Our Boat Refrigeration Problem: Part 1

We have a dilemma.  Since we have been on the hook, we have found that we seem to have ample electrical power, except when it comes to refrigeration.  For the past few weeks, we have avoided putting our battery energy into refrigeration.  Banjo came to us with a SeaFrost DC5000 12V Refrigeration System.  The system consists of two cold pates; one for the freezer compartment and one for our double refrigerator compartment.  However, the compressor for the system draws 40 amps.  That’s right, true believers, we said FORTY amps.  Also, we feel, with near-absolute certainty, that our refrigerator compartment insulation needs replacement.  This conclusion comes from the fact that once we pour energy into making the compartment cold, it does not stay cold for more than an hour or so.

But the main issue we are facing is the fact that the DC5000 SeaFrost System draws 40 (FORTY) amps.  That is significant.  Although Banjo has a house bank capable of 675 amp/hours, a 40-amp draw bleeds us, almost immediately down to the bottom of our comfort-zone.  Imagine it takes 20-30 minutes to get to temperature, and you can visualize the issue.  From a full battery, which we almost never have, simply turning on the DC5000 drops our voltage to 12.5 volts. We consider ourselves depleted at 12 volts.  Yes, we have a Honda 2000 Generator, but that still requires a massive amount of energy to run.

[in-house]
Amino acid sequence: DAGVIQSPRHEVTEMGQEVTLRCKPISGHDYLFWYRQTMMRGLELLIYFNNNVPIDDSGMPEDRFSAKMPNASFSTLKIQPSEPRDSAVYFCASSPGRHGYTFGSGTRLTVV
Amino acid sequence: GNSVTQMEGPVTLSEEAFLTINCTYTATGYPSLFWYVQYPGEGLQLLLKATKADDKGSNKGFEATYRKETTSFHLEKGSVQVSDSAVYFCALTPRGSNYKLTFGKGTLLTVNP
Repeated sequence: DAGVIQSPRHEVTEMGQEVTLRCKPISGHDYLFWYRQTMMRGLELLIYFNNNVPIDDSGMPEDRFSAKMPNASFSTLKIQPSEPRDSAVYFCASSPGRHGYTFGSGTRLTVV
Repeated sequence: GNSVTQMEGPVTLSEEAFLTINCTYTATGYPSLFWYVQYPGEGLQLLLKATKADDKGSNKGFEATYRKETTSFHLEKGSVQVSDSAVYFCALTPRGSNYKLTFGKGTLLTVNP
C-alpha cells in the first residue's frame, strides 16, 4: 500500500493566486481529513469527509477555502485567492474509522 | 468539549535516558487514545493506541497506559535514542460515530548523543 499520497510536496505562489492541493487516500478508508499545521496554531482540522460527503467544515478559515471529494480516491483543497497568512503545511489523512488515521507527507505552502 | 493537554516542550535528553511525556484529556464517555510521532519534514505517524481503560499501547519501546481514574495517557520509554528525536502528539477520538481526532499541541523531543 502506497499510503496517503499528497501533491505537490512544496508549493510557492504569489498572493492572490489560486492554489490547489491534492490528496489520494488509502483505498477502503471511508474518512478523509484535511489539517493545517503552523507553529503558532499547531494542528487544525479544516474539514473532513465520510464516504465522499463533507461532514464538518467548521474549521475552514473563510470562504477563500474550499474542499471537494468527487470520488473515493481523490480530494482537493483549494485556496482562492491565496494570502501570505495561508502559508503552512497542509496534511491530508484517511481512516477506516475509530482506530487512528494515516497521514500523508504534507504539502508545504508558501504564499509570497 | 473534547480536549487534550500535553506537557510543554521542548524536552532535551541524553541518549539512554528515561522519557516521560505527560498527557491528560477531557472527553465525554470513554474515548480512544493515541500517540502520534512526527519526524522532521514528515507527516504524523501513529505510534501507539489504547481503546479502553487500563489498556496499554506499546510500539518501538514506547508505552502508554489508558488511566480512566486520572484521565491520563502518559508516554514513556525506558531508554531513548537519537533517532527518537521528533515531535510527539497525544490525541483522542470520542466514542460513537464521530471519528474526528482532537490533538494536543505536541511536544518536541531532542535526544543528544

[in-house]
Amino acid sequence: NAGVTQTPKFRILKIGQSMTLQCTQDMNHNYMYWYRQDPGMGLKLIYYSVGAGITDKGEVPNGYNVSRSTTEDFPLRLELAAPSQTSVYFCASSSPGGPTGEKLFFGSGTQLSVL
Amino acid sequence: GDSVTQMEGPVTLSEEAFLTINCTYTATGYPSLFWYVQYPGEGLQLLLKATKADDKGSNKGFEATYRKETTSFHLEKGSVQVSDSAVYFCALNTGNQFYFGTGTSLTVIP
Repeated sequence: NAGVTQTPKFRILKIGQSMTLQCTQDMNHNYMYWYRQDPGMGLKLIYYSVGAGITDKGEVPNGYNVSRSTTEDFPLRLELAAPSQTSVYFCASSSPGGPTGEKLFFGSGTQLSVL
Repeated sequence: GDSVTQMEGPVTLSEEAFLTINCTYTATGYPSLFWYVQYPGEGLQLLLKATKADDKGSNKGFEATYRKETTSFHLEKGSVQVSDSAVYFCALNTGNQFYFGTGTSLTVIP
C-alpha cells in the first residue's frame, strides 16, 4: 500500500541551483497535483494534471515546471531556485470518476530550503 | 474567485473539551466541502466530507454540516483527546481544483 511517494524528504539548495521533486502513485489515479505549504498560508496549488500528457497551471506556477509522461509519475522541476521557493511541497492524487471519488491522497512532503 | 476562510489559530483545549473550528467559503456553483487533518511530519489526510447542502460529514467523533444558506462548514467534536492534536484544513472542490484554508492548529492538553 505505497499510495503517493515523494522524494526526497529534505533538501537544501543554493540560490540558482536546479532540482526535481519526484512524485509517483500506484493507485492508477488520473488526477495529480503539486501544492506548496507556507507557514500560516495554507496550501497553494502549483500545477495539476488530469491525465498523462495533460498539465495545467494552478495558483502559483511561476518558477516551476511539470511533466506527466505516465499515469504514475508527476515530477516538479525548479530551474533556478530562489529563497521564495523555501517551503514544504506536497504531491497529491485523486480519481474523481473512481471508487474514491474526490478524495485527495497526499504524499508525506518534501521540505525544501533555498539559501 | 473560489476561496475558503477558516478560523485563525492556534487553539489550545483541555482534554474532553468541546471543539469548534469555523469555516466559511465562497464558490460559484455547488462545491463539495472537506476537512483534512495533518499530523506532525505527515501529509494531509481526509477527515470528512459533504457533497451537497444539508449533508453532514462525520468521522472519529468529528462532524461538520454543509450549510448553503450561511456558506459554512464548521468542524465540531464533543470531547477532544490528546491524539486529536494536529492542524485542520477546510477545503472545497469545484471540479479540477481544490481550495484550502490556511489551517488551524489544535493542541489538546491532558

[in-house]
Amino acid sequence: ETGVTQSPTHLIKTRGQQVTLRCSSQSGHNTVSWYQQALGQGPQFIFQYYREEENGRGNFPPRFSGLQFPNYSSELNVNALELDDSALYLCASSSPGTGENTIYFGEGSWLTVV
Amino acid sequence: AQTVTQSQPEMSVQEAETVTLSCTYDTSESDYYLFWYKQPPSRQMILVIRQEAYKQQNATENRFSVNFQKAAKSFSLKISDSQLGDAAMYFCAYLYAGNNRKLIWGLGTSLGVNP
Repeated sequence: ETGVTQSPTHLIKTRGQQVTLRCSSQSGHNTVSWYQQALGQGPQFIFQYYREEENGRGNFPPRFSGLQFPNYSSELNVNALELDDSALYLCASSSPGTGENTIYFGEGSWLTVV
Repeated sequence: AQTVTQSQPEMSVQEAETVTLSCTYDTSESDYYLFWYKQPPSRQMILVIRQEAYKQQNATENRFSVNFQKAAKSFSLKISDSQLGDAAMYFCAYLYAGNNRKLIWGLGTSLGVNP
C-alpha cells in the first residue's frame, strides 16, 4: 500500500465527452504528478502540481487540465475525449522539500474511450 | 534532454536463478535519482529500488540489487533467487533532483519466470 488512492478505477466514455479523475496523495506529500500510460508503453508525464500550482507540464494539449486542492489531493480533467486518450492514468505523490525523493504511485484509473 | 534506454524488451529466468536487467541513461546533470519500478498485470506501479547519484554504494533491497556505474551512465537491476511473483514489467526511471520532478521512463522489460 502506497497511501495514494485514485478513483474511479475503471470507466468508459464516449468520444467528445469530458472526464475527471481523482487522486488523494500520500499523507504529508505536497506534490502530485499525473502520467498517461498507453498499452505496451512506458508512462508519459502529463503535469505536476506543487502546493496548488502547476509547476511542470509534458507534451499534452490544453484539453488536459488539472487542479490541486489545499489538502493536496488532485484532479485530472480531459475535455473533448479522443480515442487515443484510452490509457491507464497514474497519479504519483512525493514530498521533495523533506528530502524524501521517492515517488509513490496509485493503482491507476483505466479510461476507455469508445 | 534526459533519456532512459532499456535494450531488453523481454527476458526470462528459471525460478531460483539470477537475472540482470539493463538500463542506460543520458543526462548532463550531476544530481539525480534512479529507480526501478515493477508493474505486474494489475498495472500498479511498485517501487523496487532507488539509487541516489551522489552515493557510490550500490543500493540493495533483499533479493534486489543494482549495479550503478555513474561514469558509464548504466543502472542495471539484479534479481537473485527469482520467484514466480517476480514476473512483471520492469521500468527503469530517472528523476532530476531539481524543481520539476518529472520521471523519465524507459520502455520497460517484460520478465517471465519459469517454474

To put the draw in perspective, the Engle Systems 80 quart refrigerator/freezers draw about 5 amps max.  Even the new SeaFrost compressors, such as the BD System Compressors, only draw 8 amps max.

We are stuck and looking for feedback.  Although the Engel coolers are attractive, we wonder if removing the existing box will impact the “feel” of the boat.  We kinda like the existing built-in box as it seems to match Banjo’s character.  The Engel refrigerator/freezers are pricey, at least by our standards, at $1640 each.  We assume we would need at least one for refrigeration and one for freezing.  Alternatively, the new SeaFrost Compressors run upwards of $2K, not counting the replacement of the cold plates.  Neither of these expenses are trivial to us.  Removal of the SeaFrost System also involves sealing existing raw-water thru-hulls.  Therein is the added expense of haul-out and yard costs.


We are so eager to get out and start our voyages, but it is difficult to imagine not having a decent refrigeration/freezing ability.  Although we are fairly easy-going people, neither of us really want to exist on canned food sources for the next 8-12 months.  We find ourselves weighing out the pros/cons almost daily and we are reaching a point where we NEED to make a decision.

What to do, what to do?

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